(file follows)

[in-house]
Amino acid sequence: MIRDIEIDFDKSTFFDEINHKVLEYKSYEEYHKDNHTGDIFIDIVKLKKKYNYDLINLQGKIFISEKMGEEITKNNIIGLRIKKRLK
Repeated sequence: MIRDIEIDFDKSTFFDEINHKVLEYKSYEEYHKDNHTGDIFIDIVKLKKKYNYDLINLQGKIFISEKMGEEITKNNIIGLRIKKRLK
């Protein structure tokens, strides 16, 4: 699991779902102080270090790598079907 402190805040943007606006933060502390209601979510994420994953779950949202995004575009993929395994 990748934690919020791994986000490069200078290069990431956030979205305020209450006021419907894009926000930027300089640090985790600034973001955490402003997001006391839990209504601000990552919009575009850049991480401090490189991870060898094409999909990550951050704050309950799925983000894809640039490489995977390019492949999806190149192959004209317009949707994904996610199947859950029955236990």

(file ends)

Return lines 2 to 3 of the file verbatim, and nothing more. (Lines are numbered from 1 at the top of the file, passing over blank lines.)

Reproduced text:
Amino acid sequence: MIRDIEIDFDKSTFFDEINHKVLEYKSYEEYHKDNHTGDIFIDIVKLKKKYNYDLINLQGKIFISEKMGEEITKNNIIGLRIKKRLK
Repeated sequence: MIRDIEIDFDKSTFFDEINHKVLEYKSYEEYHKDNHTGDIFIDIVKLKKKYNYDLINLQGKIFISEKMGEEITKNNIIGLRIKKRLK